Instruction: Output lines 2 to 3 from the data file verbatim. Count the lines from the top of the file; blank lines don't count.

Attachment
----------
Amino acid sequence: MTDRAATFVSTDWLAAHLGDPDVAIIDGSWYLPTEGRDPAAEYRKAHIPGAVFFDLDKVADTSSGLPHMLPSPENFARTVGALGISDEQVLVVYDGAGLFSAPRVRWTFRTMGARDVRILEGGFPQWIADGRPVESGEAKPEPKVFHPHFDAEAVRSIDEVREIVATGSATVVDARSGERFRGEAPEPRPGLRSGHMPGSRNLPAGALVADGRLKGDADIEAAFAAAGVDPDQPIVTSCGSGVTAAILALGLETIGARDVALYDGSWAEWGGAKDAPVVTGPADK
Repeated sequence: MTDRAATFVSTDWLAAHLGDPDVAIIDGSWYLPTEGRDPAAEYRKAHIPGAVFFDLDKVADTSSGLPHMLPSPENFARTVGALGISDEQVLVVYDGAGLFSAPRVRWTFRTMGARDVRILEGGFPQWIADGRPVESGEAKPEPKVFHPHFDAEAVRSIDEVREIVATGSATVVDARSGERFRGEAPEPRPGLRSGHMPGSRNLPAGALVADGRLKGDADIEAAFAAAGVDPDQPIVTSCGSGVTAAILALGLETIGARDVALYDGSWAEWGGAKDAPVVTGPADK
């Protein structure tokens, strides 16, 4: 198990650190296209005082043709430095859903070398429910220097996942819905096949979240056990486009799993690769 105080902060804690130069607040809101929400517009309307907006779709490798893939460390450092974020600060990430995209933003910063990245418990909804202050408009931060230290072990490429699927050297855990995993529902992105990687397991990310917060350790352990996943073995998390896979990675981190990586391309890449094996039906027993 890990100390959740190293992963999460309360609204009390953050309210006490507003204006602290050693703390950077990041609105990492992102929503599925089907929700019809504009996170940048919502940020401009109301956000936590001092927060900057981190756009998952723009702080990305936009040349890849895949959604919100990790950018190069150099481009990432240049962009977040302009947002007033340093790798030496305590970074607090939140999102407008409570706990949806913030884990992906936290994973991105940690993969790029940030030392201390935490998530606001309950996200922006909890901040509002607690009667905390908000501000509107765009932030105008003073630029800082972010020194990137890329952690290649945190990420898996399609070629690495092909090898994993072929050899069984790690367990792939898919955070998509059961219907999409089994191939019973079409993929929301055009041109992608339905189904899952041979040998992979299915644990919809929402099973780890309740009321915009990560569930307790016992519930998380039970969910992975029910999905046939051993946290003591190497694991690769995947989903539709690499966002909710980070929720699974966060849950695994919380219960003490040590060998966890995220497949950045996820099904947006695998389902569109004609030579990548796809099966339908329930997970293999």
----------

Repeated sequence: MTDRAATFVSTDWLAAHLGDPDVAIIDGSWYLPTEGRDPAAEYRKAHIPGAVFFDLDKVADTSSGLPHMLPSPENFARTVGALGISDEQVLVVYDGAGLFSAPRVRWTFRTMGARDVRILEGGFPQWIADGRPVESGEAKPEPKVFHPHFDAEAVRSIDEVREIVATGSATVVDARSGERFRGEAPEPRPGLRSGHMPGSRNLPAGALVADGRLKGDADIEAAFAAAGVDPDQPIVTSCGSGVTAAILALGLETIGARDVALYDGSWAEWGGAKDAPVVTGPADK
């Protein structure tokens, strides 16, 4: 198990650190296209005082043709430095859903070398429910220097996942819905096949979240056990486009799993690769 105080902060804690130069607040809101929400517009309307907006779709490798893939460390450092974020600060990430995209933003910063990245418990909804202050408009931060230290072990490429699927050297855990995993529902992105990687397991990310917060350790352990996943073995998390896979990675981190990586391309890449094996039906027993 890990100390959740190293992963999460309360609204009390953050309210006490507003204006602290050693703390950077990041609105990492992102929503599925089907929700019809504009996170940048919502940020401009109301956000936590001092927060900057981190756009998952723009702080990305936009040349890849895949959604919100990790950018190069150099481009990432240049962009977040302009947002007033340093790798030496305590970074607090939140999102407008409570706990949806913030884990992906936290994973991105940690993969790029940030030392201390935490998530606001309950996200922006909890901040509002607690009667905390908000501000509107765009932030105008003073630029800082972010020194990137890329952690290649945190990420898996399609070629690495092909090898994993072929050899069984790690367990792939898919955070998509059961219907999409089994191939019973079409993929929301055009041109992608339905189904899952041979040998992979299915644990919809929402099973780890309740009321915009990560569930307790016992519930998380039970969910992975029910999905046939051993946290003591190497694991690769995947989903539709690499966002909710980070929720699974966060849950695994919380219960003490040590060998966890995220497949950045996820099904947006695998389902569109004609030579990548796809099966339908329930997970293999």